A second job might make all the difference for your finances—and your career. Here’s how to get one and keep it, even today.
When I landed my first magazine job, the starting salary was a whopping $11,500. I figured I’d somehow be able to live on it, but I couldn’t—I needed extra money fast. So I started moonlighting. I wrote some freelance stories, and I got a second job teaching SAT prep for the Princeton Review, which led to an even more lucrative gig: tutoring kids for $20 an hour. The money enabled me to keep my career-path day job as well as eat, make rent and even put a little away.
Now, 20 years later, moonlighting is all the rage, not just for recent grads but for anyone looking for a little financial security. According to the Bureau of Labor Statistics, this March over 7.7 million people held more than one job, an increase of nearly 300,000 from the recession of 2001. Branching out isn’t just useful for your bank balance, it’s also smart when it comes to your future job prospects. Like your investment portfolio, your career is more secure when you don’t have all your eggs in one basket, argues Marci Alboher, author of One Person/Multiple Careers. “A lot of people who have created second careers are feeling grateful now,” she says.
With the unemployment rate at a 25-year high, some opportunities are tougher to come by than they used to be. If you approach moonlighting shrewdly, however, using your connections and creativity, you might find a way not only to pay down your debts but also to segue into your next career. Here’s how.
Focus on growth fields
By targeting the areas that President Obama is calling the future of the economy—energy, education, health care—you can narrow your search and improve your odds of finding something. Look at environmentaljobs.com and ecojobs.com for green-sector listings; and healthcaresource.com for spots in that field. For teaching opportunities, Google your state’s name and “department of education job listings.”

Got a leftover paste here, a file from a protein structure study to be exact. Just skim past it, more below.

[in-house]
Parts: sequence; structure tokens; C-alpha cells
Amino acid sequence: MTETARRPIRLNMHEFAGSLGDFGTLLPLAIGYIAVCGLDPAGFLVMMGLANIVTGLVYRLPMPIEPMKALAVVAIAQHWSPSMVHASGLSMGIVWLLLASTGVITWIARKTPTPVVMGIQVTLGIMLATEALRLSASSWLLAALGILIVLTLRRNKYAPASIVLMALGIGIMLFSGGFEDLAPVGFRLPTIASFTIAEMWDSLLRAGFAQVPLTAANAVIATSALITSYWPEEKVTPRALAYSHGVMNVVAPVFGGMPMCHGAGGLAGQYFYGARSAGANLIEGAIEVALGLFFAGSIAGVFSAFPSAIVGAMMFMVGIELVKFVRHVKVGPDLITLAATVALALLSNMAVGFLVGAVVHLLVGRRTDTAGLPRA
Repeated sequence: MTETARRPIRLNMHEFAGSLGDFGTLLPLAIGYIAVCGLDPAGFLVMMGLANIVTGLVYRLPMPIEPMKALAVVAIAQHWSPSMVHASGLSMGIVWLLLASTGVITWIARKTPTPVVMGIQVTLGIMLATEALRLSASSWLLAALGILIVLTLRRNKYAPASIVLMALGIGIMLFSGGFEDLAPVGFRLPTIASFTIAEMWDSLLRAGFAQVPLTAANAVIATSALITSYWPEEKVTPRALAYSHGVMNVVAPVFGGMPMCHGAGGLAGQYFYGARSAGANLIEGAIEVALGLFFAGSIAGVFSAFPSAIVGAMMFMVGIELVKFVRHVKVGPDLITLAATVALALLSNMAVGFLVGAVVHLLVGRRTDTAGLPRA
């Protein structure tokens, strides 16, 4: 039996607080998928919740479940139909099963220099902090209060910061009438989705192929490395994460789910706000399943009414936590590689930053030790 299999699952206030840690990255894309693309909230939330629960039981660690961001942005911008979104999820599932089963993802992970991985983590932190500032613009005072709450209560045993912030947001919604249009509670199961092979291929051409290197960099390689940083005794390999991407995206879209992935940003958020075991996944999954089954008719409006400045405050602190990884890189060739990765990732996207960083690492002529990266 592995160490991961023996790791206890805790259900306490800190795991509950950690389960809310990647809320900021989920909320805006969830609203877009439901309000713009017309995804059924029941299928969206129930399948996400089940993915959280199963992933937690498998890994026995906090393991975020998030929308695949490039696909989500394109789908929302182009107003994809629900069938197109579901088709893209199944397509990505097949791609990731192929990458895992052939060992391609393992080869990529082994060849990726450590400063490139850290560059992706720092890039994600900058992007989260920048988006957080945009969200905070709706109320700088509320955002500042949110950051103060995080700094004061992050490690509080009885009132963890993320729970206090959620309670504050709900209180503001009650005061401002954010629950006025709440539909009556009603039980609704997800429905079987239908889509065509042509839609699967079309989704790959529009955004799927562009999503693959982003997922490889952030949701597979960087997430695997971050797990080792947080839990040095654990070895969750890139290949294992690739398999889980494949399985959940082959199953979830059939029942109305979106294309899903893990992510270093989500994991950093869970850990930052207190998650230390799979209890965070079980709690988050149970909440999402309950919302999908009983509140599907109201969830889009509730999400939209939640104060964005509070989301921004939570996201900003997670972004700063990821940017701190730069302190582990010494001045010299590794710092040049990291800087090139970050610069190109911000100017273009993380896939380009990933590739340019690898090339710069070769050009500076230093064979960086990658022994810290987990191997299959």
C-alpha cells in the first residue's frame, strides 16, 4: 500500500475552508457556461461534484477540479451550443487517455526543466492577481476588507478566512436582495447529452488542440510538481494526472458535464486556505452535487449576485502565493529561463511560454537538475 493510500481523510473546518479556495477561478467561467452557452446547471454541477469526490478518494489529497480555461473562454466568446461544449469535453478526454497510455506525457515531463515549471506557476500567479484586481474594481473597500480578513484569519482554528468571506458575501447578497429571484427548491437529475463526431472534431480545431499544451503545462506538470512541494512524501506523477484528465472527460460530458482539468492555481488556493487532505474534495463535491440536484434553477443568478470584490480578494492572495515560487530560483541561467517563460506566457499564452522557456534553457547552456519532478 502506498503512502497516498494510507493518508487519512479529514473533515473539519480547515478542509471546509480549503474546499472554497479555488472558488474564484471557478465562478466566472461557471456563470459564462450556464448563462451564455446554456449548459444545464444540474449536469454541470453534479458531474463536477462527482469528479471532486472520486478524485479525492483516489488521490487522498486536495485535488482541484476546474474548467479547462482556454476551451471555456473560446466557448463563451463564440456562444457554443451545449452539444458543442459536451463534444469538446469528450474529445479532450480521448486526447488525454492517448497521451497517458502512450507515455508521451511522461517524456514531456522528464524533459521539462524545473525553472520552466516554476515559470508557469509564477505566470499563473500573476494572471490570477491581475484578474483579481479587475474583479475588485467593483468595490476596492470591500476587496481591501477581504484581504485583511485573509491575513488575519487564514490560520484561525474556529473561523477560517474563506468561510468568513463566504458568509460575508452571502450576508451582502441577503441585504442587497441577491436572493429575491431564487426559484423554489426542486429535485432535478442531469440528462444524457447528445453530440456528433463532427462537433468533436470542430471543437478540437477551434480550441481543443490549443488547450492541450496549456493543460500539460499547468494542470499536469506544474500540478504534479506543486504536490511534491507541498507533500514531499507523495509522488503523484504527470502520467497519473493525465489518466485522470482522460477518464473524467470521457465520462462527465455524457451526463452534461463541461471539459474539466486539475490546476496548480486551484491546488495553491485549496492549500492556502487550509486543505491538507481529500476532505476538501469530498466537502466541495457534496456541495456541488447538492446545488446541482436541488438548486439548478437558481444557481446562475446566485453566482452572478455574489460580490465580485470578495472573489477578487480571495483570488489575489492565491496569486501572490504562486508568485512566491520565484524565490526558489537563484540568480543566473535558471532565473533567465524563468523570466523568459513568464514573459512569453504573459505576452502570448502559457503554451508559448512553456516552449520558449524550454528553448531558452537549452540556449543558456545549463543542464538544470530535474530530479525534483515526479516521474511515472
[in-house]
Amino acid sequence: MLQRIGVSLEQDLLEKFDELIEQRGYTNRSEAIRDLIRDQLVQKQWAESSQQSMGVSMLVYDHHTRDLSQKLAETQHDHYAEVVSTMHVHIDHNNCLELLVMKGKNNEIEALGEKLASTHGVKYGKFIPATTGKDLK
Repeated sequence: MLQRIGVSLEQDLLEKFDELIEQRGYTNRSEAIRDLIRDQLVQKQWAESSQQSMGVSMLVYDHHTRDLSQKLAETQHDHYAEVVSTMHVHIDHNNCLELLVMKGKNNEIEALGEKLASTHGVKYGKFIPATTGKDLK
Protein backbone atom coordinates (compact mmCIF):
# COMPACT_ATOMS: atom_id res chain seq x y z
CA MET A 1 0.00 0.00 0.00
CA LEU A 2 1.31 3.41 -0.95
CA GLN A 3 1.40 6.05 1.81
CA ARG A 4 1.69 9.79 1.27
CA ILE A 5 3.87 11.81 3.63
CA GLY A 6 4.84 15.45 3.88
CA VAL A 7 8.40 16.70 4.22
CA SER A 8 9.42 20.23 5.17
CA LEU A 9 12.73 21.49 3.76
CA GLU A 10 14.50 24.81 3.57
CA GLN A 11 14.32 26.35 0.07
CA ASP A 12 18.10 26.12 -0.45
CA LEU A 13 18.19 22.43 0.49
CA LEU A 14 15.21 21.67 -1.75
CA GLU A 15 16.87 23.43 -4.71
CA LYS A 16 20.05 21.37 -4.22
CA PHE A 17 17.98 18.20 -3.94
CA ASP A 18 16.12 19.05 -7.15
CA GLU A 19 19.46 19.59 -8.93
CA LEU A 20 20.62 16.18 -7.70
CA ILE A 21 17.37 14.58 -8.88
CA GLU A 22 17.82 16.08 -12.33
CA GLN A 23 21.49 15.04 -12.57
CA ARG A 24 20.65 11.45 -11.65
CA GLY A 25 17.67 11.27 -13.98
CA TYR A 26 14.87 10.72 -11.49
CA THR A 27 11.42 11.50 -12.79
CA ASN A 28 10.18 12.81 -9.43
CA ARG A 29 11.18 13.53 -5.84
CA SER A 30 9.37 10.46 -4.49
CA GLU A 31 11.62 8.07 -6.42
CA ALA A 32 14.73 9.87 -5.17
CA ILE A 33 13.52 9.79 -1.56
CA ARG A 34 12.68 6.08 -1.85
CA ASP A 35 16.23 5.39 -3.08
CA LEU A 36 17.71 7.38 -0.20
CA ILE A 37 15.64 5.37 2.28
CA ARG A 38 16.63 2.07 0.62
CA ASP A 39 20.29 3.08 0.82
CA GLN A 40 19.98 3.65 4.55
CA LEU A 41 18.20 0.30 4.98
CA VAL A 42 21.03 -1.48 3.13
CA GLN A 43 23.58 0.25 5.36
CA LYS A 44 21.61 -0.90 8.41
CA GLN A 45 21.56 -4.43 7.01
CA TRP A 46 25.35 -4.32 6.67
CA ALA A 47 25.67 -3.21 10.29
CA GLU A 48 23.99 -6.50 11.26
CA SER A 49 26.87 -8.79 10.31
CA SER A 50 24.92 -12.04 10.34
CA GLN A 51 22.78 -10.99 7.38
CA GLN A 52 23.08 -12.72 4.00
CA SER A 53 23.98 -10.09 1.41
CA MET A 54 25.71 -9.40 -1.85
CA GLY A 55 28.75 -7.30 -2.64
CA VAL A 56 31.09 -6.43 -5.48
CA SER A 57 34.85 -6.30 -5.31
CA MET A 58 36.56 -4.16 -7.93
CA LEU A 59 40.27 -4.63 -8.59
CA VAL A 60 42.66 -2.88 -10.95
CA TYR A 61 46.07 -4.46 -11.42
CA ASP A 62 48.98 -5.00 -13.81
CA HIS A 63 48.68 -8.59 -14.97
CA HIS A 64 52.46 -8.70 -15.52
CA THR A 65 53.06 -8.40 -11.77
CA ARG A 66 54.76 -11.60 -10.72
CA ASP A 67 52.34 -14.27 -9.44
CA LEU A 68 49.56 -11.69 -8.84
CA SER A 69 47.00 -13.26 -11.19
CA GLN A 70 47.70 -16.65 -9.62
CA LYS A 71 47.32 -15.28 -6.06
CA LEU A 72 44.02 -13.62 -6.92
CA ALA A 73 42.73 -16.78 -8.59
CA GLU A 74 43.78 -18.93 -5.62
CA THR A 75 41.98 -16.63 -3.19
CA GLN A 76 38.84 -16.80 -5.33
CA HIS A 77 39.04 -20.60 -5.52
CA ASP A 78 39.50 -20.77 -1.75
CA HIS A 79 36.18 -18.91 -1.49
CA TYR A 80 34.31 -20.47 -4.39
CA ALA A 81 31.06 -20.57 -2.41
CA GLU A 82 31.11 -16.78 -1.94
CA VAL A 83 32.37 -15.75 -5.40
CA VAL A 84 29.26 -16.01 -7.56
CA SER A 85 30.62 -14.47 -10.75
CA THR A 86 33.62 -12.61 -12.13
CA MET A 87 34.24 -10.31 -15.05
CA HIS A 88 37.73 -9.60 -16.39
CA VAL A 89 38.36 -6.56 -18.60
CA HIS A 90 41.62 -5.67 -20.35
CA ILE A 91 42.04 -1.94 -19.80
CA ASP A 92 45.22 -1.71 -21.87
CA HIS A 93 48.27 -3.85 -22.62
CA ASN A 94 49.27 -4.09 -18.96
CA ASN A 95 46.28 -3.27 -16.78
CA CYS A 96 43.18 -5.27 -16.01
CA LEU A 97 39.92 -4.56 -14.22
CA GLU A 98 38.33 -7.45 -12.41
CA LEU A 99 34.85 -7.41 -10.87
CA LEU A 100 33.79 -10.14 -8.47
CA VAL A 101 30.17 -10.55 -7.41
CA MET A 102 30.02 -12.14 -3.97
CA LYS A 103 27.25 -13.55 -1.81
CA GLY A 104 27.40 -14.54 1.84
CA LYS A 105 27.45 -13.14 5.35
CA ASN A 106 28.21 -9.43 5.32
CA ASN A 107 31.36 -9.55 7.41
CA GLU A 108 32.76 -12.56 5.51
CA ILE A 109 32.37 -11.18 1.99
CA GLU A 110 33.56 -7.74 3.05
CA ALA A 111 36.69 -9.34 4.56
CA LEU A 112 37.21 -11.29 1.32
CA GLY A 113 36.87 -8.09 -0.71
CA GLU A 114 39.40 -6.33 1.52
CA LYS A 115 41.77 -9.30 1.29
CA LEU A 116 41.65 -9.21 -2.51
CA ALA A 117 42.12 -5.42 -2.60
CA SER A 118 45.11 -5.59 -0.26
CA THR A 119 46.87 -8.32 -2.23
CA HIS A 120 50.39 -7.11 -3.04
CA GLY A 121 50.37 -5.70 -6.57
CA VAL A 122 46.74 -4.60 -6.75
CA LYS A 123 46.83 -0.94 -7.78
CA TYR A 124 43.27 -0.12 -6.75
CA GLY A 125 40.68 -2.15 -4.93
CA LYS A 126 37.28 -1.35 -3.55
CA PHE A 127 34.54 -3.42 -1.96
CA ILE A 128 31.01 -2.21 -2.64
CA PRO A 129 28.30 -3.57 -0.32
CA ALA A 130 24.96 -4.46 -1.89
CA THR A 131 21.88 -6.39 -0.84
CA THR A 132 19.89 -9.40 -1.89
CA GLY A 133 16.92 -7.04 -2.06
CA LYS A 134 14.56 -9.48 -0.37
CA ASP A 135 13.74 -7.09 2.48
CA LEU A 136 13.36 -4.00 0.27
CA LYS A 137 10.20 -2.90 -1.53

Direct selling (à la Avon and Tupperware) is another area that is still doing well. During the past three recessions this field grew 4.5 percent on average, as retail sales fell 3.3 percent. Kathy Lazear, 49, is one of direct sales’ new recruits. About a year ago, she was told that her job as an insurance agent in Gainesville, Florida, was shifting to part-time. So to supplement her income, Lazear signed on to sell Tastefully Simple, a gourmet food line. She now earns roughly $1,000 a month and has seen no decline in her sales since the recession hit full force. “I love it,” Lazear says. “It has been so much fun. I know that if my day job ends, I’ll be covered.” (To figure out which direct sales product fits you best, go to directselling411.com.)
Target expert sites online
If you have an expertise, you may want to offer yourself as an authority or coach for pay on a Web site like guru.com or liveperson.com (where, full disclosure, I’ve earned a few bucks myself). You sign up for these sites, go through a vetting process and, once approved, hang out a shingle. Customers on the site ask you questions in real time—in live chat rooms—and pay by the minute.
The money can really add up. Last July, Teresa Estes, 40, a Florida-based licensed mental health counselor, listed herself on liveperson.com to make up for a softening in her private practice. By September, the Web business had become more profitable than her original one, so she decided to make liveperson.com her full-time job. Estes has since raised her rate to $1.89 a minute from $1.59 and (after paying the site its 37 percent commission) takes home more than $1,500 a month. “The convenience really works for me,” she says. “So does not being tied to an office.”
Launch your own Web site—with ads